What to eat for a better sleep

The relationship between sleep and nutrition is cyclical. Discover which foods to enjoy, and what to avoid, to get a great sleep tonight!

  • Published: 3/2/2023
  • 4 min. read

We’ve all been there. The day’s responsibilities come to an end so you plop on the couch and mindlessly snack. This is of course fine on occasion, but sometimes those not so healthy munchies can lead to late night tossing and turning.   

The relationship between sleep and nutrition is cyclical. How we eat can influence the quality of our sleep while not getting enough rest can lead to less nutritious cravings. So let’s put it to rest and discover which foods to enjoy, and what to avoid, to get a great sleep tonight!

Foods that help you sleep

Although there’s no magic food that will immediately make you fall asleep, some nutrients can support your body in creating sleep hormones and regulating your circadian rhythm, or natural sleep-wake cycle.

Milk or dairy products

Ever heard of having a warm glass of milk before bed? Dairy products contain an amino acid, or protein building block, called tryptophan. This amino acid gets converted into the happy and calm brain chemical called serotonin. Some individuals have experienced that when consuming tryptophan before bedtime has been shown to help people fall asleep faster and reduce insomnia (1). Dairy foods are also rich in B vitamins which support the creation of serotonin. 

Oatmeal isn’t only good for breakfast, it actually makes a great comforting pre-bedtime snack. Try this version with dairy to help you drift off: Apple Oatmeal.

Nuts and seeds 

Nuts and seeds such as almonds, walnuts, and pumpkin seeds are rich in the minerals magnesium and zinc. Magnesium helps our muscles and mind relax. Studies have shown that a combination of magnesium and zinc can help reduce insomnia symptoms and promote a better sleep (2). 

Nuts and seeds are healthy, but since they are high in fat, it's best to keep it to a handful before bedtime. Since too much fat can cause discomfort in the stomach. Or try this tasty smoothie recipe! It’s easily digestible and packed with tryptophan to ease you into a happy slumber: Banana & Walnut Shake.

Fatty fish

Fatty fish, such as sardines or salmon, contain vitamin D, which plays a role in serotonin and sleep regulation (3). It’s typically known as the sunshine vitamin, because our bodies naturally create it when we’re exposed to sunlight. Especially if we don’t get enough sunlight, such as during the winter months or if we’re indoors most of the day, it’s good to include vitamin D in your foods. Try this delicious fish recipe to up your vitamin D and guide you into dreamland: Lemon Salmon and Barley Salad.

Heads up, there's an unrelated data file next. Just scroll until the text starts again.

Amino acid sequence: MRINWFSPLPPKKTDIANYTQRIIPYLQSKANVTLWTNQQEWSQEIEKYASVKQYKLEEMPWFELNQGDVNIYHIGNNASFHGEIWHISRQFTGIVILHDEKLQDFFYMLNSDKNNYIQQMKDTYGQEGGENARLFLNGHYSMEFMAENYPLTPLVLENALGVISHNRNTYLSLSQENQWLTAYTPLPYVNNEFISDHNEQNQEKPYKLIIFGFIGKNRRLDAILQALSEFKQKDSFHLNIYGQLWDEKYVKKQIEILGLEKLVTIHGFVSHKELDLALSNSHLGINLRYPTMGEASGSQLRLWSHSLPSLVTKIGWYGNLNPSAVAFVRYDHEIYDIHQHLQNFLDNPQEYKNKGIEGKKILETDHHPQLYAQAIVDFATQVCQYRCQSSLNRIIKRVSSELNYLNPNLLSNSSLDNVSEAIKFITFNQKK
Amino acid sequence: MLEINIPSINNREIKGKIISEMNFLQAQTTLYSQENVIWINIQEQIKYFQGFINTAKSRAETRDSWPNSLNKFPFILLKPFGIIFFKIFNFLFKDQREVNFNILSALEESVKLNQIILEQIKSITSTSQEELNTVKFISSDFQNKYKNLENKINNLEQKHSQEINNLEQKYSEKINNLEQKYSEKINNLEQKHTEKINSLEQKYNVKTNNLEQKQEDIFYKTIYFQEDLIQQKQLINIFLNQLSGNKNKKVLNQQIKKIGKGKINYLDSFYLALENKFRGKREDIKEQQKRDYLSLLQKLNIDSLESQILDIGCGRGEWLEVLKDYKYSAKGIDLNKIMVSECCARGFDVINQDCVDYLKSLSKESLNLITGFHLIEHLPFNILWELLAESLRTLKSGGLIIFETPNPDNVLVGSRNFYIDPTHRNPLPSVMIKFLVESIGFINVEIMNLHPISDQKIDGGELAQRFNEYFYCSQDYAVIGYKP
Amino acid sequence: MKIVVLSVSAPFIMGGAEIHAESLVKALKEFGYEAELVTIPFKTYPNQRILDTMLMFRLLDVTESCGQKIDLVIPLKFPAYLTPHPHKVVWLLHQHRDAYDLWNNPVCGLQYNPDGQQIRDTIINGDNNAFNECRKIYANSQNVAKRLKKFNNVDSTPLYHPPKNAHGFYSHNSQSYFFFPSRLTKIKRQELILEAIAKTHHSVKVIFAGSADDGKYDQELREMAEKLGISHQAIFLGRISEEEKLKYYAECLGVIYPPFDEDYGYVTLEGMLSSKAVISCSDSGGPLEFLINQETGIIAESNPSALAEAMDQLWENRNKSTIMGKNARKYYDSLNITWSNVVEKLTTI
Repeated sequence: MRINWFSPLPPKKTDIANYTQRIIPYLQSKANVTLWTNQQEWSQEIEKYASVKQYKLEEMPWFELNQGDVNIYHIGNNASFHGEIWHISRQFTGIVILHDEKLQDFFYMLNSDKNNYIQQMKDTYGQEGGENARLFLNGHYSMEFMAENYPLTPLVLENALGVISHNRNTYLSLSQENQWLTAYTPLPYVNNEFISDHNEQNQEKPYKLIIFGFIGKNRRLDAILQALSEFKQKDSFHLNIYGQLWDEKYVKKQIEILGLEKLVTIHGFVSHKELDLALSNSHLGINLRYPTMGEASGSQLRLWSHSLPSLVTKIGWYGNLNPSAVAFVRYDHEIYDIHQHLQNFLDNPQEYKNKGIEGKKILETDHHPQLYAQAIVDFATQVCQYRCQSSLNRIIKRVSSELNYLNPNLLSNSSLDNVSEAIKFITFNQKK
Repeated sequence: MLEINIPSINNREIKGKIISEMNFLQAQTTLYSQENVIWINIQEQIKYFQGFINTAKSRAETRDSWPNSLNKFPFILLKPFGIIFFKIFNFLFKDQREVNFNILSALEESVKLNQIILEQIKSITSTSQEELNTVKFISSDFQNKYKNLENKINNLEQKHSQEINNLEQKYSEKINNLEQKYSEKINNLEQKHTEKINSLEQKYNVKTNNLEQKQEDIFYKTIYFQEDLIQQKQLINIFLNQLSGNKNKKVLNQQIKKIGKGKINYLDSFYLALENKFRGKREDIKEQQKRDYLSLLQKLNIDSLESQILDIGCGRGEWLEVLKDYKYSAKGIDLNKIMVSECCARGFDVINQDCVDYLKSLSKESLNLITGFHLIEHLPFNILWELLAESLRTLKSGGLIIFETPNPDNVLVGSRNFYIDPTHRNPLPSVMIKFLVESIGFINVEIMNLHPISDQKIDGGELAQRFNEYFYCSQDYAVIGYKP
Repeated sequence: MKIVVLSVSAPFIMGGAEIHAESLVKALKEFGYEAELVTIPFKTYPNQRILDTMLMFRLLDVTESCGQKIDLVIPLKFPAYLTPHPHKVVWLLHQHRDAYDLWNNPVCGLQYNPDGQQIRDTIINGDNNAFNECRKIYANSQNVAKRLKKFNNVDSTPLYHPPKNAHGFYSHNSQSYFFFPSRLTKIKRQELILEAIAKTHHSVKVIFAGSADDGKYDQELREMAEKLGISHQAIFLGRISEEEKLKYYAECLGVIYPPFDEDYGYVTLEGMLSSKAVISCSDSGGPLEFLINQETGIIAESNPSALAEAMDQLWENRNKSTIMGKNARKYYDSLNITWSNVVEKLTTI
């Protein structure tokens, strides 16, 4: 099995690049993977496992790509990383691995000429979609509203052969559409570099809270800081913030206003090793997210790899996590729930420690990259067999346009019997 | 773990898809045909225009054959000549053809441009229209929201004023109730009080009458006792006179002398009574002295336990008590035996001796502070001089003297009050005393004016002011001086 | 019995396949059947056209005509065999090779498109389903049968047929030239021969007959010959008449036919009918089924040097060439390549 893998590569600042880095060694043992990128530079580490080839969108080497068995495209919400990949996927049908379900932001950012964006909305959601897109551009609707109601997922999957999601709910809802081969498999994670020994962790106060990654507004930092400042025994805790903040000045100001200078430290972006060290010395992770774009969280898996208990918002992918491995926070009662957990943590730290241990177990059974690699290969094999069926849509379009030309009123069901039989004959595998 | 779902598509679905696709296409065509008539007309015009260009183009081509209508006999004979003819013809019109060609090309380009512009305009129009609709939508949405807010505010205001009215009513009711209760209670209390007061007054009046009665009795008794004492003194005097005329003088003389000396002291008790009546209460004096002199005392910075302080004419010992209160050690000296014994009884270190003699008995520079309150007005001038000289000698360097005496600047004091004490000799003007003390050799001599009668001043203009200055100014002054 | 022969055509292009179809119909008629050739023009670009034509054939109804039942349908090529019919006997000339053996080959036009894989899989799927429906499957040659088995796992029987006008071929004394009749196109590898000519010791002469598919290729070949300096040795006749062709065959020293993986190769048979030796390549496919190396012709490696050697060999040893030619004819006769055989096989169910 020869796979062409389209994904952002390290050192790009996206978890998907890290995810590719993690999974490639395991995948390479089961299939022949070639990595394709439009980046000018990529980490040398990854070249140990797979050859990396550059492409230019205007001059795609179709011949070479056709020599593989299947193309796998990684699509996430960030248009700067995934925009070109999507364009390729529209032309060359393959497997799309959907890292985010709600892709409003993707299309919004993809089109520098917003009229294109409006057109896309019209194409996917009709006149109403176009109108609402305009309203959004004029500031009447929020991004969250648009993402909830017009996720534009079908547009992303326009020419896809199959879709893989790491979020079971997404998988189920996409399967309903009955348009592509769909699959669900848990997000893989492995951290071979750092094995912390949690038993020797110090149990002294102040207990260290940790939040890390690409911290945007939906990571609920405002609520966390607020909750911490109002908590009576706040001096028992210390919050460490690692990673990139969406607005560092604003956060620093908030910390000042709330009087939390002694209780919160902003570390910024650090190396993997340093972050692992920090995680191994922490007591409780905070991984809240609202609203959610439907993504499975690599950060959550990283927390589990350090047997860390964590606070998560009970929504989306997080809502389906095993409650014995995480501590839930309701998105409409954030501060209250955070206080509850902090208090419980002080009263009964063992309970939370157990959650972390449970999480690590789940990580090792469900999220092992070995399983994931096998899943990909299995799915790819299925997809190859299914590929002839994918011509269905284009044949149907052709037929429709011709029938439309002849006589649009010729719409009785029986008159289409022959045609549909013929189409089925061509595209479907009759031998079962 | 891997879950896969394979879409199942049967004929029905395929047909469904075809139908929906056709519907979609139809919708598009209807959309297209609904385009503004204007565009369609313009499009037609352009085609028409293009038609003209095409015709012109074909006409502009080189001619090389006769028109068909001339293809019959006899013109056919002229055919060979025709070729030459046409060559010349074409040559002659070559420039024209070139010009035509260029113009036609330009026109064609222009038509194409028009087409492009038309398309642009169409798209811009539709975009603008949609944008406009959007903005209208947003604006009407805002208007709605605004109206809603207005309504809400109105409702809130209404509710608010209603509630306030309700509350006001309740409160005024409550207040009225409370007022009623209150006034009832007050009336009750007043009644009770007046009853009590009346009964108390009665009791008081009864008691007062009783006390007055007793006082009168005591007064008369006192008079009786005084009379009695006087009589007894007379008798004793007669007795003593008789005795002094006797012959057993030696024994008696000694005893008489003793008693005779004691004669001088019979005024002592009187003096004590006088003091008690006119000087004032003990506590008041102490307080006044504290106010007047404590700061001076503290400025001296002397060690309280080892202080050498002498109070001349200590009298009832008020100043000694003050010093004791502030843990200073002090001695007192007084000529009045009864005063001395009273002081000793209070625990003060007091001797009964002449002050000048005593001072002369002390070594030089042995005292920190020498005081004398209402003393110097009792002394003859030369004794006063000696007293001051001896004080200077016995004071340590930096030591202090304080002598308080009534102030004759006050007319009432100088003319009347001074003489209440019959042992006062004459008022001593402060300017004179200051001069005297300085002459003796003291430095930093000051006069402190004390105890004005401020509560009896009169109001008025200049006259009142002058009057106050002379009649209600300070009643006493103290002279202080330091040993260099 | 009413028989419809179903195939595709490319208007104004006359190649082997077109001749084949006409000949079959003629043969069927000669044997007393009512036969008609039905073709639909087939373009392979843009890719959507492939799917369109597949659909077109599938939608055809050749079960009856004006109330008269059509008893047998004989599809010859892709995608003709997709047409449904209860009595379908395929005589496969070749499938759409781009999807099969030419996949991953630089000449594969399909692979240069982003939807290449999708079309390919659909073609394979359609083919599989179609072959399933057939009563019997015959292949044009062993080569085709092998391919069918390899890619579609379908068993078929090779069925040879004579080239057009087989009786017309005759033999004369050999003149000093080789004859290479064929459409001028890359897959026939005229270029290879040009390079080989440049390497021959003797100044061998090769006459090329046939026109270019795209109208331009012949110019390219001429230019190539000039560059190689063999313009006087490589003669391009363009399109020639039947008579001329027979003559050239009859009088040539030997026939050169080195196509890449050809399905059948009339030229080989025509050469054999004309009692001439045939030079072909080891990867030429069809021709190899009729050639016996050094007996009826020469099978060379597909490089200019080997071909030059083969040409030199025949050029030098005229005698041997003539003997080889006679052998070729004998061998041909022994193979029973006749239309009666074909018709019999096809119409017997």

Whole grains 

Eating meals that are high-fiber and lower in fats have been suggested to lead to a deeper, more restful sleep (4). Whole-grains such brown rice, whole grain pasta, and whole grain bread can help increase serotonin without a drastic blood sugar peak and dip. Just make sure it's whole grain rather than refined or sugary foods because these are tied with a worse sleep.

For a quick and easy, yet nutritious and high protein bedtime snack, try Smashed Peas Toast with Burrata.

Foods or drinks that interfere with sleep

Some foods or drinks can interfere with sleep. Alcohol can interfere with the deep sleep cycles or cause middle of the night waking while caffeine can keep us awake. Try to limit or avoid both at least a few hours before bedtime. 

When it comes to foods, focus on natural and whole versions of foods rather than processed foods such as cakes, chips, or fried foods. These can cause blood sugar spikes, making you feel energized or restless. Fatty foods take longer to digest, so can leave you feeling uncomfortable and uneasy. 

When you eat makes a difference 

Everyone is different but the timing of what you eat can impact how well you sleep. For most people, eating a big meal before bed can cause digestive issues such as heartburn or stomach ache. Eating too close to bedtime can also interfere with the circadian cycle because it may prevent melatonin, the sleep hormone from being produced. 

Giving yourself a bit of time between your last meal and bed can also have a positive impact on your sleep hormones and digestive track. Eating a balanced natural meal two to three hours before bedtime, can help your body ease into rest. If you find yourself waking up at night because you’re hungry, listen to your body and consider adding healthy snacks such as one on Lifesum.

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